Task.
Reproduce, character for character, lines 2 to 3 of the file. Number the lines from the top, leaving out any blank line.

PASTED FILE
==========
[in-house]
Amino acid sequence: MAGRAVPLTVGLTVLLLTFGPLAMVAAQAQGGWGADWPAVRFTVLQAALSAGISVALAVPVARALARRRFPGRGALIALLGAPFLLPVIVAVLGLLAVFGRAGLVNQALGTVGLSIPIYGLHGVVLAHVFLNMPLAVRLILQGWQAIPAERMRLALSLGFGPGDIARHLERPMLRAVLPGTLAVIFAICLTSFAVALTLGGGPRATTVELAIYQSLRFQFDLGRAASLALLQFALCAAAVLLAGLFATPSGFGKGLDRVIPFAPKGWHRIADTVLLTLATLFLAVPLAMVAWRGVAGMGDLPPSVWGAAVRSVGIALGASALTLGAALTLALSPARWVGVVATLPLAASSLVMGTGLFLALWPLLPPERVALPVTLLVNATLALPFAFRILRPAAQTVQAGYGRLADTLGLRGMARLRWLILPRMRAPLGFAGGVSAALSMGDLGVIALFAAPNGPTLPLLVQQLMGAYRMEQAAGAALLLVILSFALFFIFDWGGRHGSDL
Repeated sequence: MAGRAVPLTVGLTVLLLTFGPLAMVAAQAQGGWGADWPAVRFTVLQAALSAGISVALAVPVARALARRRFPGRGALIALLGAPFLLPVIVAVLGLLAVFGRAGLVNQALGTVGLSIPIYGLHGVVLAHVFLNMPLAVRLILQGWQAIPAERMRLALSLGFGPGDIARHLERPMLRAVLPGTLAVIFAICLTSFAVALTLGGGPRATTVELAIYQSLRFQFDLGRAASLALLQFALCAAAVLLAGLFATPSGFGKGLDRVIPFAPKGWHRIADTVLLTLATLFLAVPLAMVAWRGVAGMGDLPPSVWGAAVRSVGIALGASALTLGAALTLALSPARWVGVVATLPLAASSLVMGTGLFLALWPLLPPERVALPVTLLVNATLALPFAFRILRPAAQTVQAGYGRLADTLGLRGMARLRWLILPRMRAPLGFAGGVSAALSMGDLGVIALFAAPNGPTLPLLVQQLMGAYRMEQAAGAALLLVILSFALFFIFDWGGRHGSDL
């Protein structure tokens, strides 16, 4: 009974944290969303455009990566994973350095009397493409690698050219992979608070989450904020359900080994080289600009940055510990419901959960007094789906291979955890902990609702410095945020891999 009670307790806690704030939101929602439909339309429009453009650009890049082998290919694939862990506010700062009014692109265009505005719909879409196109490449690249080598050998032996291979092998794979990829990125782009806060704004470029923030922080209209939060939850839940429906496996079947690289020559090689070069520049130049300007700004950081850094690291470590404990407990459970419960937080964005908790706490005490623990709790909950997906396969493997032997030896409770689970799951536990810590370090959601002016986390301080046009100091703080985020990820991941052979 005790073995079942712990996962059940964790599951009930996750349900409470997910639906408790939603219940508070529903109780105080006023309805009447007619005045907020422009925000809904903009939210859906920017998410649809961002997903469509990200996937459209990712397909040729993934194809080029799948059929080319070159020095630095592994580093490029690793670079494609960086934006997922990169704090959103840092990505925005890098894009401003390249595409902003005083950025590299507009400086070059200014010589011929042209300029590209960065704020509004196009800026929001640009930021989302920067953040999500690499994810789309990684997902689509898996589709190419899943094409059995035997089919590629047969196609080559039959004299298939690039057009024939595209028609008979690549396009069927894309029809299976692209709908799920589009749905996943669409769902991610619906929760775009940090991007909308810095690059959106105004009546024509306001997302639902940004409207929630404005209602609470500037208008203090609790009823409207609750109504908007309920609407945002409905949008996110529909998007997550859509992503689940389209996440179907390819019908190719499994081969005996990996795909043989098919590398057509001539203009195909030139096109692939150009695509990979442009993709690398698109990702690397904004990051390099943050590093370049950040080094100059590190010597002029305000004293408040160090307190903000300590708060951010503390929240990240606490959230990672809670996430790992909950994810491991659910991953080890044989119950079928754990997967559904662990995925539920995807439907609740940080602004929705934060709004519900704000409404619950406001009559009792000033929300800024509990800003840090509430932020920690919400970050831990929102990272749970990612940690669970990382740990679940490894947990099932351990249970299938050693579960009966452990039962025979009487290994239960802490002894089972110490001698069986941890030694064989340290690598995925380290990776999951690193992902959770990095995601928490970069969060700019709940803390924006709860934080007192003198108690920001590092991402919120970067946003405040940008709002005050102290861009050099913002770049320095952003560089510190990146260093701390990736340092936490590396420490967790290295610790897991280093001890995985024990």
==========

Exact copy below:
Amino acid sequence: MAGRAVPLTVGLTVLLLTFGPLAMVAAQAQGGWGADWPAVRFTVLQAALSAGISVALAVPVARALARRRFPGRGALIALLGAPFLLPVIVAVLGLLAVFGRAGLVNQALGTVGLSIPIYGLHGVVLAHVFLNMPLAVRLILQGWQAIPAERMRLALSLGFGPGDIARHLERPMLRAVLPGTLAVIFAICLTSFAVALTLGGGPRATTVELAIYQSLRFQFDLGRAASLALLQFALCAAAVLLAGLFATPSGFGKGLDRVIPFAPKGWHRIADTVLLTLATLFLAVPLAMVAWRGVAGMGDLPPSVWGAAVRSVGIALGASALTLGAALTLALSPARWVGVVATLPLAASSLVMGTGLFLALWPLLPPERVALPVTLLVNATLALPFAFRILRPAAQTVQAGYGRLADTLGLRGMARLRWLILPRMRAPLGFAGGVSAALSMGDLGVIALFAAPNGPTLPLLVQQLMGAYRMEQAAGAALLLVILSFALFFIFDWGGRHGSDL
Repeated sequence: MAGRAVPLTVGLTVLLLTFGPLAMVAAQAQGGWGADWPAVRFTVLQAALSAGISVALAVPVARALARRRFPGRGALIALLGAPFLLPVIVAVLGLLAVFGRAGLVNQALGTVGLSIPIYGLHGVVLAHVFLNMPLAVRLILQGWQAIPAERMRLALSLGFGPGDIARHLERPMLRAVLPGTLAVIFAICLTSFAVALTLGGGPRATTVELAIYQSLRFQFDLGRAASLALLQFALCAAAVLLAGLFATPSGFGKGLDRVIPFAPKGWHRIADTVLLTLATLFLAVPLAMVAWRGVAGMGDLPPSVWGAAVRSVGIALGASALTLGAALTLALSPARWVGVVATLPLAASSLVMGTGLFLALWPLLPPERVALPVTLLVNATLALPFAFRILRPAAQTVQAGYGRLADTLGLRGMARLRWLILPRMRAPLGFAGGVSAALSMGDLGVIALFAAPNGPTLPLLVQQLMGAYRMEQAAGAALLLVILSFALFFIFDWGGRHGSDL